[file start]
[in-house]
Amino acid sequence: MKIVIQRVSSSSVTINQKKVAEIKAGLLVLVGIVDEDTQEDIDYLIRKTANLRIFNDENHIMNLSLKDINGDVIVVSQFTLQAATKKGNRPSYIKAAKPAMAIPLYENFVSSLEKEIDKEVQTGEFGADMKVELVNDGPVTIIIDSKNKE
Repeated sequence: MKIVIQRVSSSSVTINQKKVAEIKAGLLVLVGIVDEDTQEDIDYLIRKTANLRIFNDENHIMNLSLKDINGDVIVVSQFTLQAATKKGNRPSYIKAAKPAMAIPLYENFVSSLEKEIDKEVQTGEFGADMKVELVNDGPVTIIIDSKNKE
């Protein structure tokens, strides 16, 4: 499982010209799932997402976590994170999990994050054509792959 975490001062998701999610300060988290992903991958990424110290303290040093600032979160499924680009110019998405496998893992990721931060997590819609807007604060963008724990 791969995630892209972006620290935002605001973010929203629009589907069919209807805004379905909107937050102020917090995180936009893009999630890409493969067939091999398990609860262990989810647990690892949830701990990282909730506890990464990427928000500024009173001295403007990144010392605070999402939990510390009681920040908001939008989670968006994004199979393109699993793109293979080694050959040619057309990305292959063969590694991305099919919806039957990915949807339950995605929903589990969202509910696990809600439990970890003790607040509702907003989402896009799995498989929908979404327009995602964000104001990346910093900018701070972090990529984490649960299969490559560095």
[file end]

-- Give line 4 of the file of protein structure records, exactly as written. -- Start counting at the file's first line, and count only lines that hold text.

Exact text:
């Protein structure tokens, strides 16, 4: 499982010209799932997402976590994170999990994050054509792959 975490001062998701999610300060988290992903991958990424110290303290040093600032979160499924680009110019998405496998893992990721931060997590819609807007604060963008724990 791969995630892209972006620290935002605001973010929203629009589907069919209807805004379905909107937050102020917090995180936009893009999630890409493969067939091999398990609860262990989810647990690892949830701990990282909730506890990464990427928000500024009173001295403007990144010392605070999402939990510390009681920040908001939008989670968006994004199979393109699993793109293979080694050959040619057309990305292959063969590694991305099919919806039957990915949807339950995605929903589990969202509910696990809600439990970890003790607040509702907003989402896009799995498989929908979404327009995602964000104001990346910093900018701070972090990529984490649960299969490559560095």